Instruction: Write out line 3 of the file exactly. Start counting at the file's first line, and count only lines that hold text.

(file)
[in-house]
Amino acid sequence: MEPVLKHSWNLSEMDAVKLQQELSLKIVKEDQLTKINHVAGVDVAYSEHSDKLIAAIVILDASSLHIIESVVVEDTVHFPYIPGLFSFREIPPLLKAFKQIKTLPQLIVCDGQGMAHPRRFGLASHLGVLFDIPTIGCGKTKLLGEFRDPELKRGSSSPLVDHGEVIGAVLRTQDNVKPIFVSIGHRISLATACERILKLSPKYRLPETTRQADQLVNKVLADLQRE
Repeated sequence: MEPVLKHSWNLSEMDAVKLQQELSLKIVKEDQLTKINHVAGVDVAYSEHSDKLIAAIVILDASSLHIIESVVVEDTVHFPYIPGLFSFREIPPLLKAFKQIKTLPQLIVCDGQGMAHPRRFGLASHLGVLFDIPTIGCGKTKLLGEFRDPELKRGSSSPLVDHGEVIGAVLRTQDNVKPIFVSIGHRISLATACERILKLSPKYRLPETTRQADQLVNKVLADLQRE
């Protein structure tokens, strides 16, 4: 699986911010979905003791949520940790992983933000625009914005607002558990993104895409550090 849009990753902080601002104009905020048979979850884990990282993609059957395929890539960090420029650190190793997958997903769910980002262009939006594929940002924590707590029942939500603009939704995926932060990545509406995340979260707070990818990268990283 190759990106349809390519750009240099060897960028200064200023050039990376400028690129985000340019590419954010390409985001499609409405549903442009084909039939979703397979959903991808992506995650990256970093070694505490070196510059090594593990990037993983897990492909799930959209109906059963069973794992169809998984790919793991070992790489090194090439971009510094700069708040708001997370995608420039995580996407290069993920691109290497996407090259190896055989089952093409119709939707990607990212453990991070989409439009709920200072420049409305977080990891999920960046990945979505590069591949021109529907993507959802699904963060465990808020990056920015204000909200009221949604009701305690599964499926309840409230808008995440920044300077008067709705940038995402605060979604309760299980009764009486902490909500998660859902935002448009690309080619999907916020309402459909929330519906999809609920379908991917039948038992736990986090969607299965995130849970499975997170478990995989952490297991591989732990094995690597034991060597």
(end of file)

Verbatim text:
Repeated sequence: MEPVLKHSWNLSEMDAVKLQQELSLKIVKEDQLTKINHVAGVDVAYSEHSDKLIAAIVILDASSLHIIESVVVEDTVHFPYIPGLFSFREIPPLLKAFKQIKTLPQLIVCDGQGMAHPRRFGLASHLGVLFDIPTIGCGKTKLLGEFRDPELKRGSSSPLVDHGEVIGAVLRTQDNVKPIFVSIGHRISLATACERILKLSPKYRLPETTRQADQLVNKVLADLQRE